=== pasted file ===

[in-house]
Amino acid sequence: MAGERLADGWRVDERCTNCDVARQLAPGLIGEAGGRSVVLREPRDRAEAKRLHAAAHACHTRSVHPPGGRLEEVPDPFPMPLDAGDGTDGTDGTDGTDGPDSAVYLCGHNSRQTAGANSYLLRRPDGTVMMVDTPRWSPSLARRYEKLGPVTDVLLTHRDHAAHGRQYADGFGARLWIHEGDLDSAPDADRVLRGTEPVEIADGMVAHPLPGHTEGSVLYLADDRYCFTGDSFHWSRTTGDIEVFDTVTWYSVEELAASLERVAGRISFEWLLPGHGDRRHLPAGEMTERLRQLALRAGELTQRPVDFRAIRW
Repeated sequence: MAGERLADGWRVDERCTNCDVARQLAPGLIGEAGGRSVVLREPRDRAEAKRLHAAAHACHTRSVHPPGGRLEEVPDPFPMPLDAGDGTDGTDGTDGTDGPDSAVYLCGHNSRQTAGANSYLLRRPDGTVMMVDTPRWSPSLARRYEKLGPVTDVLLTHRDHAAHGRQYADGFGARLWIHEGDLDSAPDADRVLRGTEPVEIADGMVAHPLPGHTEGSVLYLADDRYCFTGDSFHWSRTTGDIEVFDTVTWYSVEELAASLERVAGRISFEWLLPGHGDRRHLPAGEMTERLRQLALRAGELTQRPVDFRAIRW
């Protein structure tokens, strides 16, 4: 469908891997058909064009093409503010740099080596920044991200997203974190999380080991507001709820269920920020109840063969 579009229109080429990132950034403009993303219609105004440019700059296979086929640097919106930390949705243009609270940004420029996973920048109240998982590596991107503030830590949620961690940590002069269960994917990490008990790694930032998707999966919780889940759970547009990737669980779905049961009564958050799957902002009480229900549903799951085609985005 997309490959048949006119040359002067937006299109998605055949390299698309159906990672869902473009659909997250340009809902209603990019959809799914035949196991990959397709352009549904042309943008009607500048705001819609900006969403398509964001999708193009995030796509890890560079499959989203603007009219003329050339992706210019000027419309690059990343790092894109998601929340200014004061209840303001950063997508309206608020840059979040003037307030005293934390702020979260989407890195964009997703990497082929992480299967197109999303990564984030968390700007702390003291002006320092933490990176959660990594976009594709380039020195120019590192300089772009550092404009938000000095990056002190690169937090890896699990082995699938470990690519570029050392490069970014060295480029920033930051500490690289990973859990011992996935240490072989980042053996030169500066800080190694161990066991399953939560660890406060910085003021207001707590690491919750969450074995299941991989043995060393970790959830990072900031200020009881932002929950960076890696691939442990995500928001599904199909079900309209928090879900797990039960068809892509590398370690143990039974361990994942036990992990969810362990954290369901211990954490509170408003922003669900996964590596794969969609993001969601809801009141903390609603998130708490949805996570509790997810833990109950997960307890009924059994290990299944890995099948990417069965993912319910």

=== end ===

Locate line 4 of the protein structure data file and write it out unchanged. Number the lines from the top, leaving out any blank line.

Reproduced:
């Protein structure tokens, strides 16, 4: 469908891997058909064009093409503010740099080596920044991200997203974190999380080991507001709820269920920020109840063969 579009229109080429990132950034403009993303219609105004440019700059296979086929640097919106930390949705243009609270940004420029996973920048109240998982590596991107503030830590949620961690940590002069269960994917990490008990790694930032998707999966919780889940759970547009990737669980779905049961009564958050799957902002009480229900549903799951085609985005 997309490959048949006119040359002067937006299109998605055949390299698309159906990672869902473009659909997250340009809902209603990019959809799914035949196991990959397709352009549904042309943008009607500048705001819609900006969403398509964001999708193009995030796509890890560079499959989203603007009219003329050339992706210019000027419309690059990343790092894109998601929340200014004061209840303001950063997508309206608020840059979040003037307030005293934390702020979260989407890195964009997703990497082929992480299967197109999303990564984030968390700007702390003291002006320092933490990176959660990594976009594709380039020195120019590192300089772009550092404009938000000095990056002190690169937090890896699990082995699938470990690519570029050392490069970014060295480029920033930051500490690289990973859990011992996935240490072989980042053996030169500066800080190694161990066991399953939560660890406060910085003021207001707590690491919750969450074995299941991989043995060393970790959830990072900031200020009881932002929950960076890696691939442990995500928001599904199909079900309209928090879900797990039960068809892509590398370690143990039974361990994942036990992990969810362990954290369901211990954490509170408003922003669900996964590596794969969609993001969601809801009141903390609603998130708490949805996570509790997810833990109950997960307890009924059994290990299944890995099948990417069965993912319910």